Top 5: What to Eat in Venice
What to Eat in Venice
Famed for its enchanting atmosphere, labyrinthine canals and eye-catching gondolas, La Serenissima also has a rich culinary identity unique among Northern Italy. Davide Bisetto, Executive Chef of the Michelin-starred Oro restaurant, counts down 5 things you have to taste on your visit to Venice.
Mołeche – lagoon crabs
Gems of the Venetian lagoon, Mołeche are small green-shelled crabs that have a very specific window of seasonality. They can only be harvested twice a year, when they are ‘between shells’ and soft enough to be eaten whole. They are famously tasty when fried—a rare treat, rivalling the white truffle.
Baccalà mantecato – creamed cod
Dating back some 600 years, this dish traces its roots to Scandinavia, where residents of the Lofoten Islands first taught stranded Venetians how to dry fish. Today you can find baccalà mantecato as a staple cicchetti in bàcari across the city. The cod is creamed, spiced and often served on bread. It shouldn’t be missed.
Sardee in saor – sardines served with saor
Another staple cicchetti, the robust and salty flavour of sardines is elevated when fried. They are then served in saor—a sauce that has was originally used in ancient times to preserve food. It’s made with caramelised onions, vinegar, pine nuts and raisins, with the result being moreishly sweet and sour. It pairs perfect with a crisp white wine.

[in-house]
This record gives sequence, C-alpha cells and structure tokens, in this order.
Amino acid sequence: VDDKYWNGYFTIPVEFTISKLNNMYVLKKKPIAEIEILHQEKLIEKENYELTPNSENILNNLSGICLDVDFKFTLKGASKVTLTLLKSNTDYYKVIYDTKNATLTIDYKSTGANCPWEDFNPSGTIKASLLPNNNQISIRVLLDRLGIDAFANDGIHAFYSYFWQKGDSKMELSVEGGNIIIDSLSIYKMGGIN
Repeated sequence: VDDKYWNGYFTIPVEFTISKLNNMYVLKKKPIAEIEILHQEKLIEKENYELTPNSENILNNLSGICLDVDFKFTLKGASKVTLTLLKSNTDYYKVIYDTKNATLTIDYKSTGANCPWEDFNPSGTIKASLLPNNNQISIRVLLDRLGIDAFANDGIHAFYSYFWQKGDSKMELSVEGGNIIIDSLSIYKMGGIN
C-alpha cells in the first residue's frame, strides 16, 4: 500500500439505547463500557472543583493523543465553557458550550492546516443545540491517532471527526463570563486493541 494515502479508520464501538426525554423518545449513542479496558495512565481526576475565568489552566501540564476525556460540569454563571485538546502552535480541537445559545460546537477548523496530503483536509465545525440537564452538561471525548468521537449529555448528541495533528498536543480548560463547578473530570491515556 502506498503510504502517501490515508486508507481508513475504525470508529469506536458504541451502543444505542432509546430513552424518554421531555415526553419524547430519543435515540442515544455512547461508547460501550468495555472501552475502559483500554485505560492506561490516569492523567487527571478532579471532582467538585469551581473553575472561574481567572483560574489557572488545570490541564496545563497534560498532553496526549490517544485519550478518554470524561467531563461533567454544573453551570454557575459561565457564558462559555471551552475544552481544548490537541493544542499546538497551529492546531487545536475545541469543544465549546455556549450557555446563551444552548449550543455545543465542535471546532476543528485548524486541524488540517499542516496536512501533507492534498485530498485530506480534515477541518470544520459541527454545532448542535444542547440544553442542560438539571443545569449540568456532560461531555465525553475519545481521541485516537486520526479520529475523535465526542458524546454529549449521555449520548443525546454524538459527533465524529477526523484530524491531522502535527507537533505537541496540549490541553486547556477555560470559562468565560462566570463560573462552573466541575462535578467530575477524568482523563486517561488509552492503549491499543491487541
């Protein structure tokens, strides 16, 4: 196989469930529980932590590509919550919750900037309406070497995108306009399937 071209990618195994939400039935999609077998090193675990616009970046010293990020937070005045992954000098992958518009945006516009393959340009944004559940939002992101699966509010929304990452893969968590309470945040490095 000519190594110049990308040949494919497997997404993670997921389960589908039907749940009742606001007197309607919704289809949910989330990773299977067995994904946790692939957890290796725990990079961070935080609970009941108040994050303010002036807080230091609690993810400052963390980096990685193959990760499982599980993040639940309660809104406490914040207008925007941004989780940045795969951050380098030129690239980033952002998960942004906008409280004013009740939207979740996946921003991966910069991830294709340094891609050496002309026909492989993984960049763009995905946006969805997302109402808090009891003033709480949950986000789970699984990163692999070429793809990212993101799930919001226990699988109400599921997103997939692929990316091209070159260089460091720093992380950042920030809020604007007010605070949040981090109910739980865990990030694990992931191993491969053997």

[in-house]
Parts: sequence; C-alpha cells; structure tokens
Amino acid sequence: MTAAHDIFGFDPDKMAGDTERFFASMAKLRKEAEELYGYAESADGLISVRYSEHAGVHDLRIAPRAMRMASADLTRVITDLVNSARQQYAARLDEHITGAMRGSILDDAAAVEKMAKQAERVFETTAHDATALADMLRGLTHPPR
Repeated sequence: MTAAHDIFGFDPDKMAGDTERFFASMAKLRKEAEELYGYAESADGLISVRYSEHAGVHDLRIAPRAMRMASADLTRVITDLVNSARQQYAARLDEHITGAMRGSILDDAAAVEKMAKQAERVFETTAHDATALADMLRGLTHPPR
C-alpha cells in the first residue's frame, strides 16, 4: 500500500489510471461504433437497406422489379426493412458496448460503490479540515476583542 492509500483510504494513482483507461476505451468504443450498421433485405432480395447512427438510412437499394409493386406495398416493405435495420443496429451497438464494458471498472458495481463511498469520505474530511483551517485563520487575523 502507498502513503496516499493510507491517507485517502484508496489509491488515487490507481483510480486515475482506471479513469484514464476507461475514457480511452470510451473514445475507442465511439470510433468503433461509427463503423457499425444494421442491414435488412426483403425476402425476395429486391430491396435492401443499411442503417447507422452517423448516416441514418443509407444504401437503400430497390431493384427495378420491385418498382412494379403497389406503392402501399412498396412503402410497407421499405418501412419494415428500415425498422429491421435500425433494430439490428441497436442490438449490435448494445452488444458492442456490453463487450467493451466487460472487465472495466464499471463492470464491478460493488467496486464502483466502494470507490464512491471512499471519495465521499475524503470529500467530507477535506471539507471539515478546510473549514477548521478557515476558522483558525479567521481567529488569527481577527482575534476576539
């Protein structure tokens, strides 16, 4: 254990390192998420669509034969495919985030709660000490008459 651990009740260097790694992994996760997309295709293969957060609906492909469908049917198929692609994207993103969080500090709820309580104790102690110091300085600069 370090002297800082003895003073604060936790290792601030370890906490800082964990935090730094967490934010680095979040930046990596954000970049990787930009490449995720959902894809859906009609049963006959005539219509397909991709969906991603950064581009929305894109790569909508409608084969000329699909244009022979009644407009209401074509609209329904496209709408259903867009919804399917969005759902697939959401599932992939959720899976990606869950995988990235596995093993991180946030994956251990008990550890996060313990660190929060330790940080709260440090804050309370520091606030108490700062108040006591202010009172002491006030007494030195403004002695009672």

Polenta e schie – polenta with prawns
This is a dish to warm your heart. Polenta is something of an art for Venetians. Once a staple dish of the poor, locals now feel a great fondness for this nostalgic cuisine. Here it’s served with local prawns, which are small but astoundingly tasty. In this dish they are usually boiled or fried. You can find it on menus across the city.
Bigoli in Salsa – thick buckwheat pasta
Bigoli was once only eaten by locals around religious festivals—Christmas Eve, Good Friday and Ash Wednesday. But it has since become a favourite of the city, especially among those who love bold, punchy flavours. Thick, coarse buckwheat pasta is served in a rich sauce made with anchovies and onions. The dish in itself is a reason to celebrate.